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WHITES

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PESSAC LEOGNAN BLANC

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2013 DOMAINE DE CHEVALIER BLANC ****(*)

A pale but luminous green-gold (it LOOKS like a Chevalier – a Chevalier-Montrachet!), this has an intense, very pure scent that conjures up tangerine, lime peel, acacia honey, greengage, and physalis. It’s an arresting perfume that flies from glass to nose like a golden arrow. The exquisite flavour is wholly in tune, its compass expanding to include white currant, chalk, and minerals. There’s a soaring, ethereal quality to both aroma and flavour of this truly crystalline wine, which should be sublime with John Dory when mature. It will live long, waxing in body as it does so.

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2013 CHÂTEAU LA LOUVIERE BLANC **

A pale green-gold, this has a precise, buoyant aroma of lemon and lime, honey, grapefruit, and rhubarb. There’s also a distinct suggestion of white clay, of putty. The medium full flavour is crisp and persistent and, while lacking the extreme finesse of the Chevalier, it’s balanced and tasty. It should improve over a decade or two (I’ve tasted 20- 30-year old La Louvière and know that it ages wonderfully).

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2013 CHÂTEAU PAPE CLEMENT BLANC ****

This is a pale yellow-gold, with a full, noble aroma that’s fleshy, sinewy, and expressive. It smells like a blend of greengage, Granny Smith apple, and white clay. The excellent flavour is full and intense, with a reprise of the apple and greengage, augmented by quince savours. The long rolling aftertaste speaks eloquently of terroir, which surely contains clay and friable limestone. Though made from completely different grapes (but in largely the same way), this could easily be a top white Burgundy such as Puligny Combettes.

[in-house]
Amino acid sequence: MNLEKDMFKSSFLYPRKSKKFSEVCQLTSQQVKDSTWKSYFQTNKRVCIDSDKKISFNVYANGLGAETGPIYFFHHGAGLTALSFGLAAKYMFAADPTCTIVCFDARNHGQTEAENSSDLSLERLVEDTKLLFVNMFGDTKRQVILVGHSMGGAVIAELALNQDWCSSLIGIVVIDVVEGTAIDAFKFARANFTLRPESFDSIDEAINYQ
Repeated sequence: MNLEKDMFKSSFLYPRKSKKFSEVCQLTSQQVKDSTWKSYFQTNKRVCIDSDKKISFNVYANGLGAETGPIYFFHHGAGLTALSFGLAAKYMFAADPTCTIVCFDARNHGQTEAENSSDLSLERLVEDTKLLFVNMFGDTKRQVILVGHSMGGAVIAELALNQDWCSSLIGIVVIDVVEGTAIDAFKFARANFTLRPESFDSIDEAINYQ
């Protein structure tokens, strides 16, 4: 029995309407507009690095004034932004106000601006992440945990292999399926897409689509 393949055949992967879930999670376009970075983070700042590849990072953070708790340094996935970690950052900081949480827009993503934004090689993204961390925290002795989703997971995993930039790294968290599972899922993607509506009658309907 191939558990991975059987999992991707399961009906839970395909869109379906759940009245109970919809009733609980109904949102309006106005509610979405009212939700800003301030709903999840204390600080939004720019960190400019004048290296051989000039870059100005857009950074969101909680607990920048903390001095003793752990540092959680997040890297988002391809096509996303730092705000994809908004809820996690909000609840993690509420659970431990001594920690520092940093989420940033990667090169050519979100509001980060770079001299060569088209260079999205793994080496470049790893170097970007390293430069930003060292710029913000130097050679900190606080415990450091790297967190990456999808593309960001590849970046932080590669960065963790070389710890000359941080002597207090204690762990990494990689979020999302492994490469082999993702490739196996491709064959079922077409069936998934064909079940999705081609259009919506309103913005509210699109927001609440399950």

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2013 CHÂTEAU SMITH HAUT LAFITTE BLANC ****

The intense colour shows a subtle yellow tone imparted by new oak, but the oak is subtly used, as witnessed by a noble, expressive nose suggestive of white peach, lime, and greengage. A second wave of more fugitive scents includes honey, pistachio, and walnut. Here again there are stylistic echoes of top white Burgundy. The dense, balanced Sauvignon (90%) flavour is lushly fruity, with optimum concentration and very good acidity. White peach surges forward again on the palate, with a faint suggestion of sweet almond. Good to drink now, it will improve beyond recognition in the 15-20 years to come.

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SAUTERNES

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2013 CHÂTEAU DE FARGUES ****

Fargues is a pale but brilliant green-gold colour and – like all sweet dessert wines – is noticeably viscous. The splendid, soaring aroma calls to mind pineapple, honey, and butterscotch. Sweet and honeyed on the palate, with good acidity, it positively caresses the taste buds. An elegant wine to enjoy over the next few decades – starting now.

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2013 CHÂTEAU CLIMENS ****(*)

A lustrous green-gold, shedding thick tears, Climens exhales a truly superb scent of pineapple, butterscotch, and fig. The flavour, delectably fat and bracingly fresh, moves towards tangerine and apricot in the mouth, opening up like a fan. It’s hedonistic to be sure; but behind that sensuous aspect stands a classic structure that will carry this gorgeous wine forward into ever-burgeoning complexity as it matures. A joy to drink now, it will gain in yearly increments at it moves steadily into a distant future.

 

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© Frank Ward 2015